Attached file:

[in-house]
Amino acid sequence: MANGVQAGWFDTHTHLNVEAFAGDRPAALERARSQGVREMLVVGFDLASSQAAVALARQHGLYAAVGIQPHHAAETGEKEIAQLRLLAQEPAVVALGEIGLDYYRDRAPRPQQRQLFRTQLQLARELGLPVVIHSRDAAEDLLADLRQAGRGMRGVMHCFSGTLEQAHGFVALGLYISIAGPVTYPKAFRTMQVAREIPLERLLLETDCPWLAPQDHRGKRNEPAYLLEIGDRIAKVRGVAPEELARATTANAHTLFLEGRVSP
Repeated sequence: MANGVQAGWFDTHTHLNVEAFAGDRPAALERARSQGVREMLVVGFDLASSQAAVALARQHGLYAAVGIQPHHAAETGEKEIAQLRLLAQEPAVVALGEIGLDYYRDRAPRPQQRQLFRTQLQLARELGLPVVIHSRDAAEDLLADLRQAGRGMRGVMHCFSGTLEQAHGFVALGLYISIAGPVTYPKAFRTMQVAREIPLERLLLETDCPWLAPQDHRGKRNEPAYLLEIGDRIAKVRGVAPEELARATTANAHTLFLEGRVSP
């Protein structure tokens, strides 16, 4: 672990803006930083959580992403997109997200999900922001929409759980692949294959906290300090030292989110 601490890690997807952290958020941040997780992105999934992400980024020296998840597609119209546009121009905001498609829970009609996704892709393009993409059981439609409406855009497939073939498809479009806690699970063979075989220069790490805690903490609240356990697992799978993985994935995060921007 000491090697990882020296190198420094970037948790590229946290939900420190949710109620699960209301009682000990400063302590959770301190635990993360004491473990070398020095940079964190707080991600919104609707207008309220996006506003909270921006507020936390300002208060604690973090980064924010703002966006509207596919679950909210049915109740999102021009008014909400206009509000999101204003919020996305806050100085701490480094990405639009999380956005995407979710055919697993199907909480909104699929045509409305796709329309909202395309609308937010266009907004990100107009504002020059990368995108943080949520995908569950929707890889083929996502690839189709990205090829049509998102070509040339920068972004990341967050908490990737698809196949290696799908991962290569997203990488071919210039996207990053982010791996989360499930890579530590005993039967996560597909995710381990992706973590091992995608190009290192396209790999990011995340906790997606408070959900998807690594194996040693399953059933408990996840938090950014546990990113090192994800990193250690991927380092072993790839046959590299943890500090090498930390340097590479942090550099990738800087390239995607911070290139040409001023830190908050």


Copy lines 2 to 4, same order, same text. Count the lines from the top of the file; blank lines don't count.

Amino acid sequence: MANGVQAGWFDTHTHLNVEAFAGDRPAALERARSQGVREMLVVGFDLASSQAAVALARQHGLYAAVGIQPHHAAETGEKEIAQLRLLAQEPAVVALGEIGLDYYRDRAPRPQQRQLFRTQLQLARELGLPVVIHSRDAAEDLLADLRQAGRGMRGVMHCFSGTLEQAHGFVALGLYISIAGPVTYPKAFRTMQVAREIPLERLLLETDCPWLAPQDHRGKRNEPAYLLEIGDRIAKVRGVAPEELARATTANAHTLFLEGRVSP
Repeated sequence: MANGVQAGWFDTHTHLNVEAFAGDRPAALERARSQGVREMLVVGFDLASSQAAVALARQHGLYAAVGIQPHHAAETGEKEIAQLRLLAQEPAVVALGEIGLDYYRDRAPRPQQRQLFRTQLQLARELGLPVVIHSRDAAEDLLADLRQAGRGMRGVMHCFSGTLEQAHGFVALGLYISIAGPVTYPKAFRTMQVAREIPLERLLLETDCPWLAPQDHRGKRNEPAYLLEIGDRIAKVRGVAPEELARATTANAHTLFLEGRVSP
């Protein structure tokens, strides 16, 4: 672990803006930083959580992403997109997200999900922001929409759980692949294959906290300090030292989110 601490890690997807952290958020941040997780992105999934992400980024020296998840597609119209546009121009905001498609829970009609996704892709393009993409059981439609409406855009497939073939498809479009806690699970063979075989220069790490805690903490609240356990697992799978993985994935995060921007 000491090697990882020296190198420094970037948790590229946290939900420190949710109620699960209301009682000990400063302590959770301190635990993360004491473990070398020095940079964190707080991600919104609707207008309220996006506003909270921006507020936390300002208060604690973090980064924010703002966006509207596919679950909210049915109740999102021009008014909400206009509000999101204003919020996305806050100085701490480094990405639009999380956005995407979710055919697993199907909480909104699929045509409305796709329309909202395309609308937010266009907004990100107009504002020059990368995108943080949520995908569950929707890889083929996502690839189709990205090829049509998102070509040339920068972004990341967050908490990737698809196949290696799908991962290569997203990488071919210039996207990053982010791996989360499930890579530590005993039967996560597909995710381990992706973590091992995608190009290192396209790999990011995340906790997606408070959900998807690594194996040693399953059933408990996840938090950014546990990113090192994800990193250690991927380092072993790839046959590299943890500090090498930390340097590479942090550099990738800087390239995607911070290139040409001023830190908050």